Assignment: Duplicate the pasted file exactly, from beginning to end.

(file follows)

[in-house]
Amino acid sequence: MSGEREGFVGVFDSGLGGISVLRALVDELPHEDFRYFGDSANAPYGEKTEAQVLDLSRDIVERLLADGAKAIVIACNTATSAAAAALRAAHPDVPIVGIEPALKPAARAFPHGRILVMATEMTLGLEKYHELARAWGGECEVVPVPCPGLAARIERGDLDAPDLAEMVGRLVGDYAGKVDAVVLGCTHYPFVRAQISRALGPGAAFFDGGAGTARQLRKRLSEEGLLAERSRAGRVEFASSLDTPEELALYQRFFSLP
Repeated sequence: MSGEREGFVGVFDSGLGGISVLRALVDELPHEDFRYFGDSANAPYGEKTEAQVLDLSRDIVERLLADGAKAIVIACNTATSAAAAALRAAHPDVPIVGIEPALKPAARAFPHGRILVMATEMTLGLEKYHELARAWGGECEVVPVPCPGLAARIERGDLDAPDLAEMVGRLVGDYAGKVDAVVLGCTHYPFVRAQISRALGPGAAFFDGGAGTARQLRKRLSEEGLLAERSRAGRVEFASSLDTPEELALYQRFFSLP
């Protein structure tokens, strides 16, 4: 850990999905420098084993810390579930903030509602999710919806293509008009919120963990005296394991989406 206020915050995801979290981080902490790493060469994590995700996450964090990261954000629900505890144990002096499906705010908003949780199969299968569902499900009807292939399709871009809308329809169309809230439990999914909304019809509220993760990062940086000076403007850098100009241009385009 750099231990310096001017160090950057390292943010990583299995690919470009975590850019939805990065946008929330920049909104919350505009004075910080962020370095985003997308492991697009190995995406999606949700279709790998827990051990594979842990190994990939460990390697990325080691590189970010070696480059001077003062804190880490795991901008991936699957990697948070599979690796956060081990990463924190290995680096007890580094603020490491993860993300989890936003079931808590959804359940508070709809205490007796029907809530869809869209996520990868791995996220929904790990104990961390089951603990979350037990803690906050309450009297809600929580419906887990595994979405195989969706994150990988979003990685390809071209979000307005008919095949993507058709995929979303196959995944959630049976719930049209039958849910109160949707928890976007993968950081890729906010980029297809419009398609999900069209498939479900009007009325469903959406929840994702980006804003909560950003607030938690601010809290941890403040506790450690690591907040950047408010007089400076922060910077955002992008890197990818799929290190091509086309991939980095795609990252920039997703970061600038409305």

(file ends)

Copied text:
[in-house]
Amino acid sequence: MSGEREGFVGVFDSGLGGISVLRALVDELPHEDFRYFGDSANAPYGEKTEAQVLDLSRDIVERLLADGAKAIVIACNTATSAAAAALRAAHPDVPIVGIEPALKPAARAFPHGRILVMATEMTLGLEKYHELARAWGGECEVVPVPCPGLAARIERGDLDAPDLAEMVGRLVGDYAGKVDAVVLGCTHYPFVRAQISRALGPGAAFFDGGAGTARQLRKRLSEEGLLAERSRAGRVEFASSLDTPEELALYQRFFSLP
Repeated sequence: MSGEREGFVGVFDSGLGGISVLRALVDELPHEDFRYFGDSANAPYGEKTEAQVLDLSRDIVERLLADGAKAIVIACNTATSAAAAALRAAHPDVPIVGIEPALKPAARAFPHGRILVMATEMTLGLEKYHELARAWGGECEVVPVPCPGLAARIERGDLDAPDLAEMVGRLVGDYAGKVDAVVLGCTHYPFVRAQISRALGPGAAFFDGGAGTARQLRKRLSEEGLLAERSRAGRVEFASSLDTPEELALYQRFFSLP
């Protein structure tokens, strides 16, 4: 850990999905420098084993810390579930903030509602999710919806293509008009919120963990005296394991989406 206020915050995801979290981080902490790493060469994590995700996450964090990261954000629900505890144990002096499906705010908003949780199969299968569902499900009807292939399709871009809308329809169309809230439990999914909304019809509220993760990062940086000076403007850098100009241009385009 750099231990310096001017160090950057390292943010990583299995690919470009975590850019939805990065946008929330920049909104919350505009004075910080962020370095985003997308492991697009190995995406999606949700279709790998827990051990594979842990190994990939460990390697990325080691590189970010070696480059001077003062804190880490795991901008991936699957990697948070599979690796956060081990990463924190290995680096007890580094603020490491993860993300989890936003079931808590959804359940508070709809205490007796029907809530869809869209996520990868791995996220929904790990104990961390089951603990979350037990803690906050309450009297809600929580419906887990595994979405195989969706994150990988979003990685390809071209979000307005008919095949993507058709995929979303196959995944959630049976719930049209039958849910109160949707928890976007993968950081890729906010980029297809419009398609999900069209498939479900009007009325469903959406929840994702980006804003909560950003607030938690601010809290941890403040506790450690690591907040950047408010007089400076922060910077955002992008890197990818799929290190091509086309991939980095795609990252920039997703970061600038409305």